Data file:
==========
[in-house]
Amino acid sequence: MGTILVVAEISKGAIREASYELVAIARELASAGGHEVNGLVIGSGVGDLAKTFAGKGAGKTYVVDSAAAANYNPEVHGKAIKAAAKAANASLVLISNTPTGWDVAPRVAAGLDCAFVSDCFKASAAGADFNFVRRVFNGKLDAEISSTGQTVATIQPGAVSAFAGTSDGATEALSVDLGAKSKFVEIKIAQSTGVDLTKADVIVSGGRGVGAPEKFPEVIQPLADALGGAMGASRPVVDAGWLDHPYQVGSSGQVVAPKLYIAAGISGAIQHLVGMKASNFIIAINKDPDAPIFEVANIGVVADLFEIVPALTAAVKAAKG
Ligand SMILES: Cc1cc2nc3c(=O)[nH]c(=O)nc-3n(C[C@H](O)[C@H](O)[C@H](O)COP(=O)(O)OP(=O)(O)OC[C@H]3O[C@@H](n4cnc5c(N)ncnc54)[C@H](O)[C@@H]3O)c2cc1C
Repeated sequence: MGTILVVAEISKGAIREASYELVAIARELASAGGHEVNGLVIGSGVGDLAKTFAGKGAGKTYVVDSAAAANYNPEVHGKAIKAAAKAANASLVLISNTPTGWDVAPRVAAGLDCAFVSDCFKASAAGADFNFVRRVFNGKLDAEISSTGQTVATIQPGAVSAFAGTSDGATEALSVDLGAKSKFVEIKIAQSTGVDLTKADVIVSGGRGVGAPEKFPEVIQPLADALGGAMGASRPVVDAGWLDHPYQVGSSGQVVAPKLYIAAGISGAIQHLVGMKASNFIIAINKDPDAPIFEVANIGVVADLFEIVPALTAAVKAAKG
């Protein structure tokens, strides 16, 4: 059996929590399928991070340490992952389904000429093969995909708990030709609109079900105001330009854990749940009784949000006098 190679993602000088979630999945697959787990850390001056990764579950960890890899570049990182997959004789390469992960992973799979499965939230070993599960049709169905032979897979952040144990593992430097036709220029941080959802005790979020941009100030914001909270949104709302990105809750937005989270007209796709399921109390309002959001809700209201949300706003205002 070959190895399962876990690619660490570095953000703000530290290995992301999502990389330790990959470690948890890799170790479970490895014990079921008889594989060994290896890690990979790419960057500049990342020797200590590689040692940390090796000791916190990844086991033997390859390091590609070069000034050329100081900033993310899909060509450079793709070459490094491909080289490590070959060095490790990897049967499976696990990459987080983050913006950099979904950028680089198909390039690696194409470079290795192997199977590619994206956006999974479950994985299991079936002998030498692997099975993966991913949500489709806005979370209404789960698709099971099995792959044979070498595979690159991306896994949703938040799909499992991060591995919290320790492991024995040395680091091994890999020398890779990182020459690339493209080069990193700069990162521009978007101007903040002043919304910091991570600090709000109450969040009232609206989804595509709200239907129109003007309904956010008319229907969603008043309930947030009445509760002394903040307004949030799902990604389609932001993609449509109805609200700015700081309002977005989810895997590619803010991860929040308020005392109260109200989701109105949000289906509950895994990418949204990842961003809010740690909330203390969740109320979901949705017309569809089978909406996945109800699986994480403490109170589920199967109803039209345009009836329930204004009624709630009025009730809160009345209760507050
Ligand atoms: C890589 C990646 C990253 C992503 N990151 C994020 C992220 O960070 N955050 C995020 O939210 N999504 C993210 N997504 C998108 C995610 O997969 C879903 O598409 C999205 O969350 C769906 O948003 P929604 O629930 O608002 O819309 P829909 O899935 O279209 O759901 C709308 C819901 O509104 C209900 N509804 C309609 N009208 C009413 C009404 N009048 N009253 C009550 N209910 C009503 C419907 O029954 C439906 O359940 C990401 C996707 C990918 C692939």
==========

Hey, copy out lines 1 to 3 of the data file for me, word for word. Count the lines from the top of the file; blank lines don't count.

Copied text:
[in-house]
Amino acid sequence: MGTILVVAEISKGAIREASYELVAIARELASAGGHEVNGLVIGSGVGDLAKTFAGKGAGKTYVVDSAAAANYNPEVHGKAIKAAAKAANASLVLISNTPTGWDVAPRVAAGLDCAFVSDCFKASAAGADFNFVRRVFNGKLDAEISSTGQTVATIQPGAVSAFAGTSDGATEALSVDLGAKSKFVEIKIAQSTGVDLTKADVIVSGGRGVGAPEKFPEVIQPLADALGGAMGASRPVVDAGWLDHPYQVGSSGQVVAPKLYIAAGISGAIQHLVGMKASNFIIAINKDPDAPIFEVANIGVVADLFEIVPALTAAVKAAKG
Ligand SMILES: Cc1cc2nc3c(=O)[nH]c(=O)nc-3n(C[C@H](O)[C@H](O)[C@H](O)COP(=O)(O)OP(=O)(O)OC[C@H]3O[C@@H](n4cnc5c(N)ncnc54)[C@H](O)[C@@H]3O)c2cc1C